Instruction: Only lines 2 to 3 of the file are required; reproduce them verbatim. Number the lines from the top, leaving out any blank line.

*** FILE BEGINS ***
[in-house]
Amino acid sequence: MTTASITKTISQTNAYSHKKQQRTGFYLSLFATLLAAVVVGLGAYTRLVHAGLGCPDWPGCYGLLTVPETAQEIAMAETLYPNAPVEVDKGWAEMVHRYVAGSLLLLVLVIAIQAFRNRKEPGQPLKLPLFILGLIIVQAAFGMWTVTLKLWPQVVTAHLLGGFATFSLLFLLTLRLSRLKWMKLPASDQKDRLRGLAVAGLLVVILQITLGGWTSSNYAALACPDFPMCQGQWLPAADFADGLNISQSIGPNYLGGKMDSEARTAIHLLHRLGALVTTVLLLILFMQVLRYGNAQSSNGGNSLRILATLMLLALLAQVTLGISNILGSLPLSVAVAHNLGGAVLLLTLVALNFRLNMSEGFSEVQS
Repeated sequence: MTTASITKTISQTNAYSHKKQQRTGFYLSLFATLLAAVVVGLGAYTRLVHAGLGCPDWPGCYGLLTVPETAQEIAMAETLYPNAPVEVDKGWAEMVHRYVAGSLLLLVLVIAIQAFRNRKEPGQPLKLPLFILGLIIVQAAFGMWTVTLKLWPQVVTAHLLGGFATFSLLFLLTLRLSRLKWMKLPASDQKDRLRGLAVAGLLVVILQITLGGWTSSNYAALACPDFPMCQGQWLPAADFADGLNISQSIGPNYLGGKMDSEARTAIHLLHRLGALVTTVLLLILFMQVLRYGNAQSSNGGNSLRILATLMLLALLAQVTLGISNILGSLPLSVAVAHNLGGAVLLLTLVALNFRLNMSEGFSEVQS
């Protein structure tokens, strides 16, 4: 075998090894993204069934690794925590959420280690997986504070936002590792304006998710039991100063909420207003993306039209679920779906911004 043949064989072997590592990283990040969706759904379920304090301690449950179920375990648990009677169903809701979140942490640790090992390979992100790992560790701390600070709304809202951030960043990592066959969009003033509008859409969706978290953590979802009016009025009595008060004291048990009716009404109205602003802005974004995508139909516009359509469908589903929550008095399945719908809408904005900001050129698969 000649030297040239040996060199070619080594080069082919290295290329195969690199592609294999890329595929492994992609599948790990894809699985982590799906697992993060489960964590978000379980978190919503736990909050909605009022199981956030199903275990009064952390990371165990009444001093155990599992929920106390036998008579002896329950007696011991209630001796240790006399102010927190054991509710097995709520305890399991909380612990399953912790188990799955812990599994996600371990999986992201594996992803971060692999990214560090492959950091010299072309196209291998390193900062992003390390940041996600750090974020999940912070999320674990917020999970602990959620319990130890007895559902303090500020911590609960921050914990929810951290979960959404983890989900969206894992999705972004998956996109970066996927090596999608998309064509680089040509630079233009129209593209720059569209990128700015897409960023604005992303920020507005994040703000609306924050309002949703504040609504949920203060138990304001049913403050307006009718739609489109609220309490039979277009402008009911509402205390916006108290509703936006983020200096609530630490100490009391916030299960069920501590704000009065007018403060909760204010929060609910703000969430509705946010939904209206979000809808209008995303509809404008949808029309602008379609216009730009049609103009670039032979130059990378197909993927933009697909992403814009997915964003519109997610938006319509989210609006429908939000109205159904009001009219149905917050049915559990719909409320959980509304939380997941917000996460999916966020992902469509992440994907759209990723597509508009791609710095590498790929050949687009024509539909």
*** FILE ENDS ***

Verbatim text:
Amino acid sequence: MTTASITKTISQTNAYSHKKQQRTGFYLSLFATLLAAVVVGLGAYTRLVHAGLGCPDWPGCYGLLTVPETAQEIAMAETLYPNAPVEVDKGWAEMVHRYVAGSLLLLVLVIAIQAFRNRKEPGQPLKLPLFILGLIIVQAAFGMWTVTLKLWPQVVTAHLLGGFATFSLLFLLTLRLSRLKWMKLPASDQKDRLRGLAVAGLLVVILQITLGGWTSSNYAALACPDFPMCQGQWLPAADFADGLNISQSIGPNYLGGKMDSEARTAIHLLHRLGALVTTVLLLILFMQVLRYGNAQSSNGGNSLRILATLMLLALLAQVTLGISNILGSLPLSVAVAHNLGGAVLLLTLVALNFRLNMSEGFSEVQS
Repeated sequence: MTTASITKTISQTNAYSHKKQQRTGFYLSLFATLLAAVVVGLGAYTRLVHAGLGCPDWPGCYGLLTVPETAQEIAMAETLYPNAPVEVDKGWAEMVHRYVAGSLLLLVLVIAIQAFRNRKEPGQPLKLPLFILGLIIVQAAFGMWTVTLKLWPQVVTAHLLGGFATFSLLFLLTLRLSRLKWMKLPASDQKDRLRGLAVAGLLVVILQITLGGWTSSNYAALACPDFPMCQGQWLPAADFADGLNISQSIGPNYLGGKMDSEARTAIHLLHRLGALVTTVLLLILFMQVLRYGNAQSSNGGNSLRILATLMLLALLAQVTLGISNILGSLPLSVAVAHNLGGAVLLLTLVALNFRLNMSEGFSEVQS